R.C. Pro-Am

Throughout the 20th century, various fads threatened America: In the 1960s, it was hula-hoop mania. The 1970s brought us Frisbee mania and pet-rock mania. In 1987, gamers found themselves in the tenacious grip of the most dangerous mania of them all: Castlevania mania. It threatened to destroy the social fabric of our country, and a desperate nation turned to the video-game company Rare to save a generation. Rare responded with R.C. Pro-Am, a racing game with simulated remote-control cars that prompted kids everywhere to put down their virtual chain-whips and pick up their virtual remote controls.

Gameplay: For safety's sake, most racetracks are nice and clear, but not this one! In addition to the usual oil slicks and puddles, you'll want to avoid rainstorms and these annoying little walls that pop up in the middle of the track and make you crash, usually when you're neck-and-neck on your way to the finish line. The raceway is also littered with useful pickups: missiles will politely nudge opponents out of your way, while fireballs will gently encourage those behind you to back off. You can also get temporary invincibility, and upgrade your tires and engine. Pick up the letters to spell N-I-N-T-E-N-D-O, and you'll upgrade your whole damn vehicle.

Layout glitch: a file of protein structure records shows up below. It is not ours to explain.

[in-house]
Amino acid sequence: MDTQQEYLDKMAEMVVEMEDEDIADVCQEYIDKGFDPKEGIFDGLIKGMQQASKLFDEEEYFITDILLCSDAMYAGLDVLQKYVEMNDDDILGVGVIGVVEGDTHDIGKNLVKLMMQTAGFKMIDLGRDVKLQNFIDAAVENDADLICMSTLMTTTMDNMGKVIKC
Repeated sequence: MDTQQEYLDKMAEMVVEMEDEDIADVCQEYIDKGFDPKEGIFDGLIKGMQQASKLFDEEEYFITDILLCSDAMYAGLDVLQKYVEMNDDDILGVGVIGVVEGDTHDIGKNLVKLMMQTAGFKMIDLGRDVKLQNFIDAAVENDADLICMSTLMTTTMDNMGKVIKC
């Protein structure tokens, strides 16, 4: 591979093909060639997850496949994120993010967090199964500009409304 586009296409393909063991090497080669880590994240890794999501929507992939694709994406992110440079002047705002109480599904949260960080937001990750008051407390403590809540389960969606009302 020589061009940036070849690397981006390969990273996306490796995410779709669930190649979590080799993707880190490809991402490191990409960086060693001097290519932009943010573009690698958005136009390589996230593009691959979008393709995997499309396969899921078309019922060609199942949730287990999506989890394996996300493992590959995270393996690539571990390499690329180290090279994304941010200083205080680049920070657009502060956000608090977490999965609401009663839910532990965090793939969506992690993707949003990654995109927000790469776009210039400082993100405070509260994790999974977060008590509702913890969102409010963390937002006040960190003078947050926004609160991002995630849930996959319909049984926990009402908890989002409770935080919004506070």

Could be mistaken for: Sprint, Sprint II, Super Sprint, Ironman Ivan Stewart's Super Off Road.

Kids today might not like it because: There's no multiplayer mode, and the soundtrack doesn't have a single Snoop Dogg song on it, unlike the racing games they're used to.

Kids today might like it because: No matter how hard you try to fight it, it's really fun to race little cars and shoot at your opponents. And the 8-bit trophies you get are super-cool.

Enduring contribution to gaming history: R.C. Pro-Am combined the simple concept of racing a little car with the equally simple concept of blasting the crap out of your opponents. This was such a successful formula that Rare went on to combine the simple concept of a father and son running through the jungle with the equally simple concept of talking monkeys, creating Donkey Kong Country, one of the greatest Super Nintendo titles of all time. —Wil Wheaton

Wil Wheaton is the author of Dancing Barefoot and Just A Geek. He has a magic remote that controls the future.